Home > Recycled, Shellie Lewis' Art > Recycled Art: Mosaic Art Bowl

Recycled Art: Mosaic Art Bowl



Do you have an old wooden salad bowl? I was given one but I also see wooden bowls crop up a lot at thrift shops and yard sales. Get one if you want to recycle it into a mosaic art bowl. This is a fun, easy project to make an old wooden bowl into something much nicer.

The materials are very simple:

  • Spraypaint
  • Sandpaper
  • Glue (white craft PVA, hot glue, E6000)
  • Buttons or other material to mosaic (pebbles, mirror pieces, glass, tile, etc.)
  • Grout
  • Acrylic paint to tint the grout if you want a different shade
  • Plastic bag, gloves, sponge, paper towels or rag


Spray painted reverse / exterior of the bowl.

Spray painted reverse / exterior of the bowl.


Here are the steps I used:

  1. Sand it: I used a medium grit sandpaper to rough up the gloss finish on the wooden bowl. Any kind of sandpaper you have is useful, just note if the sanding is making groves in the wood and whether you like that or want a smoother surface. Finer grit sandpapers give a smoother surface.
  2. Paint it: I taped off the opening of the bowl, flipped it over and used a Krylon Hand Hammered special effects spray paint in bronze. Any brand-name, high adhesion spray paint is good. I buy Krylon the most; cheap spray paint has terrible adhesion and less color saturation. Painting in two or three thin layers and letting each layer dry between coats is better than bombing the bowl in one session and getting runs in the spray paint. I spray paint the reverse / exterior this stage in order to not get any paint on the grout or mosaic pieces that make the artwork.
  3. Mosaic it: This is the fun part: glue your mosaic pieces on the bowl. In my case, I had a lot of buttons available. I used E6000 epoxy since the buttons were slippery plastic and let it dry overnight for the glue to cure. Also, be careful to not get glue on your painted surface: the glue may tear off or stain the paint. Make sure to leave space between your mosaic pieces for the grout to fill in gaps.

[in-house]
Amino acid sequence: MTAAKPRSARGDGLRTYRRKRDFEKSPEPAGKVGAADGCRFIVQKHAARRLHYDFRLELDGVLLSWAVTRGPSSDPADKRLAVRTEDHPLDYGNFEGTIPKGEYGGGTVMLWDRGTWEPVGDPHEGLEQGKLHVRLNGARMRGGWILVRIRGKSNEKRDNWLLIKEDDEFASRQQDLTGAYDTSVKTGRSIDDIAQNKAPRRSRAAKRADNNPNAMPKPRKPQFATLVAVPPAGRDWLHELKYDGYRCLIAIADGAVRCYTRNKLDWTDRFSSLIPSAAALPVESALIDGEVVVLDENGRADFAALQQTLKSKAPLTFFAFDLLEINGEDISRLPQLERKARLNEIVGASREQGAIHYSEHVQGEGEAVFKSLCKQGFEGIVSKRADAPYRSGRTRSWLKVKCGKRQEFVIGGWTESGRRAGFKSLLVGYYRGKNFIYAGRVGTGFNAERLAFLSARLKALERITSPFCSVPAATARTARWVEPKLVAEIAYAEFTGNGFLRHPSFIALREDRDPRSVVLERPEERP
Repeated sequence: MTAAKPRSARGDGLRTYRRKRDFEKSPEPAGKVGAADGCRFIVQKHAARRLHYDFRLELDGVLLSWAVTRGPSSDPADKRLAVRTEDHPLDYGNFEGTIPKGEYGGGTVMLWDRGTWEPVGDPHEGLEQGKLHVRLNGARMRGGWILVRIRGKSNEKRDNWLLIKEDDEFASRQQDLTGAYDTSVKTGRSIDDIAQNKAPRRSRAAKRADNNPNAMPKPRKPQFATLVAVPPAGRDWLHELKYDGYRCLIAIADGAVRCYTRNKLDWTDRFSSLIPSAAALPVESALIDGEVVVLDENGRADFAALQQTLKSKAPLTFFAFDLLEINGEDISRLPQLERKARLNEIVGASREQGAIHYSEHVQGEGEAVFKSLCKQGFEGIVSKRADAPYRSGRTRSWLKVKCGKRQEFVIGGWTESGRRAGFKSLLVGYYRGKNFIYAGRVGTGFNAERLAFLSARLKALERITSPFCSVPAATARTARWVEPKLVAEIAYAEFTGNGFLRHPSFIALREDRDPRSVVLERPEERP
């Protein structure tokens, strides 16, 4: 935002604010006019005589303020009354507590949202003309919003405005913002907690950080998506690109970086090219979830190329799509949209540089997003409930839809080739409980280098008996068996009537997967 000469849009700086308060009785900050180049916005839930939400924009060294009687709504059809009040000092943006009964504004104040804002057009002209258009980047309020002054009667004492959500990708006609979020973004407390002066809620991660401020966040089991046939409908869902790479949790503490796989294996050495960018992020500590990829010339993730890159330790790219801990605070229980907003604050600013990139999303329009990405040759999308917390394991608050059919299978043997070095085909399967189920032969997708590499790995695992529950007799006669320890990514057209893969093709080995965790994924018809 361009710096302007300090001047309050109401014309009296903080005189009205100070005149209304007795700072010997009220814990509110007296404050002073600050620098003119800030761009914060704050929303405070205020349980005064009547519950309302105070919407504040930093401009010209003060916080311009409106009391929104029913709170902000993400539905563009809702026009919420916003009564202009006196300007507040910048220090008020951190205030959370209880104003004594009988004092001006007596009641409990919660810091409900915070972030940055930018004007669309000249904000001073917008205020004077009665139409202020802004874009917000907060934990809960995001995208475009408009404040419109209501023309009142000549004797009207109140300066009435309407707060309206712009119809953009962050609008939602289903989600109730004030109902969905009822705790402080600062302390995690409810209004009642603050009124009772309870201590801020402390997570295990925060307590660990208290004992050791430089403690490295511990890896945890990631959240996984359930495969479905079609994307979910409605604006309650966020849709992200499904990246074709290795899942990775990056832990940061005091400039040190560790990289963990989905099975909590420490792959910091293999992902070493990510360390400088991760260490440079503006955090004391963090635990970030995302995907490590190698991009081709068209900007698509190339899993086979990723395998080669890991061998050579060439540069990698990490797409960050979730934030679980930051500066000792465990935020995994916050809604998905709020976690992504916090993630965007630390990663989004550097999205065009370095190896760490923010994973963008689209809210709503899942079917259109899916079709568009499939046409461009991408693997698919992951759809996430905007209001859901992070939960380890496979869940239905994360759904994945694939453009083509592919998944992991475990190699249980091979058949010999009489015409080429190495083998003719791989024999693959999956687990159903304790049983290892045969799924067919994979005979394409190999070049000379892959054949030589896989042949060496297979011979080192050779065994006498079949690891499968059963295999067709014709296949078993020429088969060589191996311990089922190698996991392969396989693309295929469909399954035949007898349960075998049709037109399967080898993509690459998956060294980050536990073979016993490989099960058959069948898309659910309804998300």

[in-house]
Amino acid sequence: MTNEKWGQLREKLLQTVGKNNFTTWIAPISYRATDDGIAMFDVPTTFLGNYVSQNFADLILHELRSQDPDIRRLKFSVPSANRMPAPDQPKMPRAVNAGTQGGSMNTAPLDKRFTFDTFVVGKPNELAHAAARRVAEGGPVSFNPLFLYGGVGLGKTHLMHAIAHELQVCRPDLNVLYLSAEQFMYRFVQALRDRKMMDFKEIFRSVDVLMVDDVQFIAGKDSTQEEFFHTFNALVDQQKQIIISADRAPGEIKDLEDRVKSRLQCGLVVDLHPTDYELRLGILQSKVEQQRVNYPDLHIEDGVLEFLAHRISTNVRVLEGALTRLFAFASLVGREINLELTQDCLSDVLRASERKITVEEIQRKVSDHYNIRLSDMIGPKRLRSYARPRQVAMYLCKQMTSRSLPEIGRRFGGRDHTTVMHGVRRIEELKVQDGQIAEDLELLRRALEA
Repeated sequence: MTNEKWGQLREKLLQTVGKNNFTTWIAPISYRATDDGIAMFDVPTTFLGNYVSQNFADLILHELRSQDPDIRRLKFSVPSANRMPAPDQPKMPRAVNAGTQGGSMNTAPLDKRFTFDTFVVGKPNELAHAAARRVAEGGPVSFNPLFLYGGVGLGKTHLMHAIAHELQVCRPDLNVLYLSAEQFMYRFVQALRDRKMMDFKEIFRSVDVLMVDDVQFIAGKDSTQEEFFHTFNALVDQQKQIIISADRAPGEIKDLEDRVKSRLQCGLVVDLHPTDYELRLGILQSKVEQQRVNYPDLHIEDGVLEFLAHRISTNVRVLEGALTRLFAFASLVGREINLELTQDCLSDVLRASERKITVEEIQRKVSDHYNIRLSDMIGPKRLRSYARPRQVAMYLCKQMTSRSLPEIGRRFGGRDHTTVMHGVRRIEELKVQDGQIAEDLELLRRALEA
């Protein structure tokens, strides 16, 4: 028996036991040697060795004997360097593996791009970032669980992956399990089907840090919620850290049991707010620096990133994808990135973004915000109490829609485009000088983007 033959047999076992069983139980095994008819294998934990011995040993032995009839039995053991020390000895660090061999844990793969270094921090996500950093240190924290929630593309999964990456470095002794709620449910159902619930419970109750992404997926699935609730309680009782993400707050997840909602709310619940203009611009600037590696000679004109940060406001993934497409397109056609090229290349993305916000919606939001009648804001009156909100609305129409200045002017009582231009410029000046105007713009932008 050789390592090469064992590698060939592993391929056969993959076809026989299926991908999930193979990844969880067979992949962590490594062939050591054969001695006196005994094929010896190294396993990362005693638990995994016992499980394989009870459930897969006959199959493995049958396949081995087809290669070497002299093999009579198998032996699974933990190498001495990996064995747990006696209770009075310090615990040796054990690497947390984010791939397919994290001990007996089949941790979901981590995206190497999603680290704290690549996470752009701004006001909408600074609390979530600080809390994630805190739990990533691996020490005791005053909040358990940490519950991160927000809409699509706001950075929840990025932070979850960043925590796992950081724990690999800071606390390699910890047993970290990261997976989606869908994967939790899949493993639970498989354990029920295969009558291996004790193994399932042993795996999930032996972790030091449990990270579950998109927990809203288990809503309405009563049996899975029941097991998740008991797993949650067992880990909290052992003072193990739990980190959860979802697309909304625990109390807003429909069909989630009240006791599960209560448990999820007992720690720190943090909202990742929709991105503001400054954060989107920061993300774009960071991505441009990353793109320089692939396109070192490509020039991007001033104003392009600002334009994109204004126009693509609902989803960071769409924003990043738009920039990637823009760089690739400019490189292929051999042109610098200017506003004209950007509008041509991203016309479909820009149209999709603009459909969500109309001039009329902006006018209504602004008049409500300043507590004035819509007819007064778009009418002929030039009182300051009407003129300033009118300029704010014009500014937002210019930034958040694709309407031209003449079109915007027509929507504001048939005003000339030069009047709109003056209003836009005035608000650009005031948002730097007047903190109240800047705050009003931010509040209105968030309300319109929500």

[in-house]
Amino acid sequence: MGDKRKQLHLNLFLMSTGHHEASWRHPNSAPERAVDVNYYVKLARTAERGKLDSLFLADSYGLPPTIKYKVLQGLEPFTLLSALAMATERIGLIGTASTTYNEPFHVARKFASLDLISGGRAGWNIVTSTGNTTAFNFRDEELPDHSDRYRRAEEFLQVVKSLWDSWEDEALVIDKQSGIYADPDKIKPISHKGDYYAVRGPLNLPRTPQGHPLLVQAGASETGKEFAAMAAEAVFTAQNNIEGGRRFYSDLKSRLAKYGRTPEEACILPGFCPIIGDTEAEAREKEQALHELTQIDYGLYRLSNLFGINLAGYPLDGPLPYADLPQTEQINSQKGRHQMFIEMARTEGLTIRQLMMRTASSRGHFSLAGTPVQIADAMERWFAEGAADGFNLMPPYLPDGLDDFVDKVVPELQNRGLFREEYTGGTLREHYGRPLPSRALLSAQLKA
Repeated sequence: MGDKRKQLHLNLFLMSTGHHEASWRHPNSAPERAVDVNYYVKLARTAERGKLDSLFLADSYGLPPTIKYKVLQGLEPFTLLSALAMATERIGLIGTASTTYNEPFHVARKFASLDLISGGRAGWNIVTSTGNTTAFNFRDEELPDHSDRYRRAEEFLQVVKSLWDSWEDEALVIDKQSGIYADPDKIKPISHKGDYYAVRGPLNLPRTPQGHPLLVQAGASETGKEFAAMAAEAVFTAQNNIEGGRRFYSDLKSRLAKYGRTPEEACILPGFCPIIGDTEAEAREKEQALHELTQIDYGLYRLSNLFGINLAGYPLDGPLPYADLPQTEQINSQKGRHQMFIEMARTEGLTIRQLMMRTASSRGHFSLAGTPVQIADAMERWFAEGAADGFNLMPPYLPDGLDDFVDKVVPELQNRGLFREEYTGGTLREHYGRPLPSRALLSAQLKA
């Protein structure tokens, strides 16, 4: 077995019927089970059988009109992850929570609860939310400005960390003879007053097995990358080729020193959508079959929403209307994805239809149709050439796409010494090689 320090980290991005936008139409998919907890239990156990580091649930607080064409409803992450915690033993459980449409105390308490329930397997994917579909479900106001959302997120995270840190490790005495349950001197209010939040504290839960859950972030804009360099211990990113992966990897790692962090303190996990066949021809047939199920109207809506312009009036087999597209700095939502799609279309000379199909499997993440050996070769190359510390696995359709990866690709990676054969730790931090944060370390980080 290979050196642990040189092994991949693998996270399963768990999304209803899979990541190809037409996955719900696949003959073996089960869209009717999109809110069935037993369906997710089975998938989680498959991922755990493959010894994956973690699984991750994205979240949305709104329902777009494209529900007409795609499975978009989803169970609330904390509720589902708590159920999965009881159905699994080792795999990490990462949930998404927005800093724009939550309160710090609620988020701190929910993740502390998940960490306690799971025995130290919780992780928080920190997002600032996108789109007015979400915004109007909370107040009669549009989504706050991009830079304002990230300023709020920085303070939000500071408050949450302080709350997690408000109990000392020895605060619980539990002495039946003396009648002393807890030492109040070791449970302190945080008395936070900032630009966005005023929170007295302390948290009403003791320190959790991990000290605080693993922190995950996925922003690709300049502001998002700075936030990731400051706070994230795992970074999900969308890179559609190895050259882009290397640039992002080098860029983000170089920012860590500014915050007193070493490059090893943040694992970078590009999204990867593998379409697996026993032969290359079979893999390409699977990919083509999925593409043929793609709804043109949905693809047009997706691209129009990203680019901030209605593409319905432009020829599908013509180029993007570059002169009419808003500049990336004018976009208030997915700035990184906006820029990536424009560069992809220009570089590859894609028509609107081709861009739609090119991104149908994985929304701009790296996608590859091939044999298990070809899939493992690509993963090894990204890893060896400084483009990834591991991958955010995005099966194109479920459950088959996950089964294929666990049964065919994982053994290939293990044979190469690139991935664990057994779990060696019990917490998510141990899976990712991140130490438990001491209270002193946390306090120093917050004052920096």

4. Grout it: I taped the top edge of the bowl with some masking tape to get a neat circle, so the top edge would be smooth and I would not have to wipe away a lot of grout to make it neat. Grout is easy to use. Have a friend help you with this step and/or check out some online videos if you are unsure of how to handle grout and are nervous about not having previous experience. It helps to have hands-on experience to get the swing of how wet to mix a batch. I add as little water as possible, aiming for a thick consistency, like what would work for making a sand castle. I mixed my grout in a plastic bag since I only needed a small amount. Plastic or rubber gloves are very helpful since grout is very sticky. I just mushed the grout together in the plastic bag and added some acrylic paint to make my light beige grout a nice brown shade. Wearing gloves, I spread the grout over the entire interior of the bowl, getting between all the gaps so it is level with the mosaic pieces. Let it dry a bit, then wipe away the excess grout with a damp sponge. Having an old bucket or cut milk jug for a water container to rinse out the sponge helps. Do not rinse any grout down a sink or other drain; it will clog pipes.

This short minute and a half tile video shows how grout works:


WP-White-Bar-550x10Now you are ready to sign your mosaic art bowl and ponder who is getting it as a gift for the holidays…

  1. KIT
    September 16, 2015 at 11:00 pm

    Groovy idea! YOuve got my minds eye thinking. lol

  2. KIT
    September 17, 2015 at 12:28 am

    I luv this idea! Those ugly, outdated bowls are everywhere. I’ll be looking for something other that buttons maybe. Hmmm, I wonder what tho.

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